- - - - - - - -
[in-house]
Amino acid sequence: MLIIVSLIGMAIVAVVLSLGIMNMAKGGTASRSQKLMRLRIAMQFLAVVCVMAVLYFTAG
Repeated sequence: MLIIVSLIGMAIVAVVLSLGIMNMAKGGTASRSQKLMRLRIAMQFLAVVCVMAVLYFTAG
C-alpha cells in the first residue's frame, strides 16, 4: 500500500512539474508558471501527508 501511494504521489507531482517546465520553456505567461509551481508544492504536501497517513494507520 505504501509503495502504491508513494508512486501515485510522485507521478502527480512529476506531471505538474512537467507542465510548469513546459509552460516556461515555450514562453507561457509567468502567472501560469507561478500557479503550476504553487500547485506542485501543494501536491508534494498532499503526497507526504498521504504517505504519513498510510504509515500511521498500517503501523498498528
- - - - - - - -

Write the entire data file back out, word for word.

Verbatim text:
[in-house]
Amino acid sequence: MLIIVSLIGMAIVAVVLSLGIMNMAKGGTASRSQKLMRLRIAMQFLAVVCVMAVLYFTAG
Repeated sequence: MLIIVSLIGMAIVAVVLSLGIMNMAKGGTASRSQKLMRLRIAMQFLAVVCVMAVLYFTAG
C-alpha cells in the first residue's frame, strides 16, 4: 500500500512539474508558471501527508 501511494504521489507531482517546465520553456505567461509551481508544492504536501497517513494507520 505504501509503495502504491508513494508512486501515485510522485507521478502527480512529476506531471505538474512537467507542465510548469513546459509552460516556461515555450514562453507561457509567468502567472501560469507561478500557479503550476504553487500547485506542485501543494501536491508534494498532499503526497507526504498521504504517505504519513498510510504509515500511521498500517503501523498498528